Saturday, August 2, 2008

The Water Is Wide

In The Kingston Trio On Record, Ben Blake and Jack Rubeck's comment on the original Kingston Trio's ninth album Make Way was that it lacked "the spark of vibrant enthusiasm" of earlier LPs, that its jacket suggested a "brooding aura" of "dark tones" - and their estimate that many fans regarded it as the "least effective" of the NBD efforts. While the album lacks the all-out banjo blaster that became the Trio's hallmark, it does in fact have some outstanding cuts: the song that in a faster version became the show opener for the NBJ trio's last two years (Guthrie's "Hard Travelin"), one of Bob Shane's best solos - one that really showcases the range and color of his voice ("Blow The Candle Out"), two fine and original versions of English folk songs ("Hangman" and "Fair And Tender Ladies"), and three nicely-turned Celtic songs in "Bonnie Heilan' Laddie," "The Jug of Punch," - and "The River Is Wide."

"River" is copyrighted by the Trio as a Nick Reynolds arrangement, and in the best KT tradition, Nick simply changed the rhythm and a few words of a very old Irish (or Scots - no one is sure) song entitled "The Water Is Wide," also known as "O Waly Waly." Authoritative websites like The Contemplator [a treasure chest for traditional music lovers - here's his "Waly" page: The Contemplator] suggest the song dates to 1734 - but they're not entirely correct - I found a version of it in the crumbling leaves of a Renaissance song book from about 1590 in the Rare Book Room of the University of Illinois many years ago.

The song has a multitude of variants - the Irish "Carrickfergus," which to me sounds little enough like the original until the very end, and with distant echoes in Ray Hannisian's choral number "I'm Moving On" and even Rod McKuen's "Isle In The Water" (this last not surprising since most of McKuen's lyrics are derived directly from a poem by William Butler Yeats, who was steeped in his own Irish folk traditions).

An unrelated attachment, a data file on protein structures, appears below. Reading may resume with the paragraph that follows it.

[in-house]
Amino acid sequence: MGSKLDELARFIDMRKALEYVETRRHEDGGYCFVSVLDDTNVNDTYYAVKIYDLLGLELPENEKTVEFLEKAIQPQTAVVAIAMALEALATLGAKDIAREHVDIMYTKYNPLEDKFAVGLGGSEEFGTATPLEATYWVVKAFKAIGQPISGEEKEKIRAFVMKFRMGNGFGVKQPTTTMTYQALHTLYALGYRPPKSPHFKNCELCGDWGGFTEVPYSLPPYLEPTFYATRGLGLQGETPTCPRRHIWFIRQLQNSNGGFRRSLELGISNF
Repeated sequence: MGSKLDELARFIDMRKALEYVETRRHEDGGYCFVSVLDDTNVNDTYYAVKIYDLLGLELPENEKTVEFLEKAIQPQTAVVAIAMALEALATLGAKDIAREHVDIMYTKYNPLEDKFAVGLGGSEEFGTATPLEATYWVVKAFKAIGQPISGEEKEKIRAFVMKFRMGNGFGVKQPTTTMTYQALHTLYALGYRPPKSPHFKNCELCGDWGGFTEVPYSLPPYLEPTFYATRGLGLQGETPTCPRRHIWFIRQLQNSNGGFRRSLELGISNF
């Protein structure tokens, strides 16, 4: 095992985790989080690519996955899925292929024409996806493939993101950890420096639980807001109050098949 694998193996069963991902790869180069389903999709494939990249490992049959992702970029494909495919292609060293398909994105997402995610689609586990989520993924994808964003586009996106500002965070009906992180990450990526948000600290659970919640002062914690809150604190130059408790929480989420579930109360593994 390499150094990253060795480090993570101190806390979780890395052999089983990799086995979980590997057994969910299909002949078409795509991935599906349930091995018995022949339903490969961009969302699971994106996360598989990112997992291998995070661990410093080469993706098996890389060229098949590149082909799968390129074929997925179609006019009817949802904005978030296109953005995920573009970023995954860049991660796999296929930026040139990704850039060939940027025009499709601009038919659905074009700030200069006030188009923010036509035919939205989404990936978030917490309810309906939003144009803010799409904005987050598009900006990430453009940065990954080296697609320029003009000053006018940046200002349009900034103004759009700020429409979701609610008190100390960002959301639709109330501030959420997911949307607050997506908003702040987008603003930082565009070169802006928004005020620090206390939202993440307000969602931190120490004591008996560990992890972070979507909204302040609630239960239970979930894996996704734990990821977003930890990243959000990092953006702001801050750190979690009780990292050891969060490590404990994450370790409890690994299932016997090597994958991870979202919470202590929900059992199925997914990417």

The sheer plaintive beauty of the song, with its older-but-wiser and lost love themes, is given a simple, direct, and effective reading by the Trio in their album cut - which is here from Make Way:

The song has been re-interpreted scores of times in scores of ways by a plethora of really famous and talented musicians.

Speaking of whom - I believe my earlier posting of golden-voiced New Zealand soprano Hayley Westenra's "Shenandoah" scored some points with a few Xroaders who hadn't heard her before, and she has several performance videos of her interpretation:

The most traditional-sounding version I could find - and interestingly, the one closest in some ways to the KT's - is not surprisingly Liam Clancy's solo effort:

Back to the ladies - I alluded above to an Irish song called "Carrickfergus" - which I knew as a child through the rough voice of Tommy Clancy. Well, before Hayley W. there was Charlotte Church, to whom Hayley is often compared. Here Church sings "Carrickfergus," and you can hear the extent to which it echoes "The River is Wide":

A search on YouTube will yield many more female singers giving it a go, from the sublime version of the late Eva Cassady to the disappointingly awful bluesed-up version attempted by Sheryl Crow. Bob Dylan gives it a shot - a rather poor one, I think, even with Joan Baez trying to help. But Joan B's solo rendition is, as you would expect, sublime:

Of the many instrumental versions out there (often over-done - something about the simplicity of the melody seems to encourage guitarists and pianists to start riffing all over the place), the most unique I found was this slightly syncopated yet still traditional sounding one - by a chorus of harp-guitars:

The last word for this post will be a blast from the past, black and white, sung in mid-Sixties syncopated pop fashion by a great pop singer of the era, gone now for nearly a decade from cancer - Dusty Springfield:

It's a great song that keeps getting reinvented - many more versions out there on YT.

Addendum 6/11/10

The late actor Pernell Roberts (1928 - 2010), most famous for TV roles on Bonanza in the '60s and Trapper John, M.D. in the 80s, was also a trained and professional singer whose ten years on the boards in NYC included a number of musical comedy roles. He released one album of folk songs, and his rich baritone on "Water" is a revelation to those who knew him only as an actor:

Addendum II - July 2012

The explosion of popularity of YouTube over the last four years has led to the posting of dozens of more quality versions of this and most any other good song. Here are a few of the ones that I regard as the best.

2009 - Emmylou Harris & Ensemble At Pete Seeger's 90th Birthday Celebration

Australia's Seekers, About 1966

Judy Collins, 2005

Fred Neil From His 1965 Debut Album - The Only Song On The Record That He Did Not Compose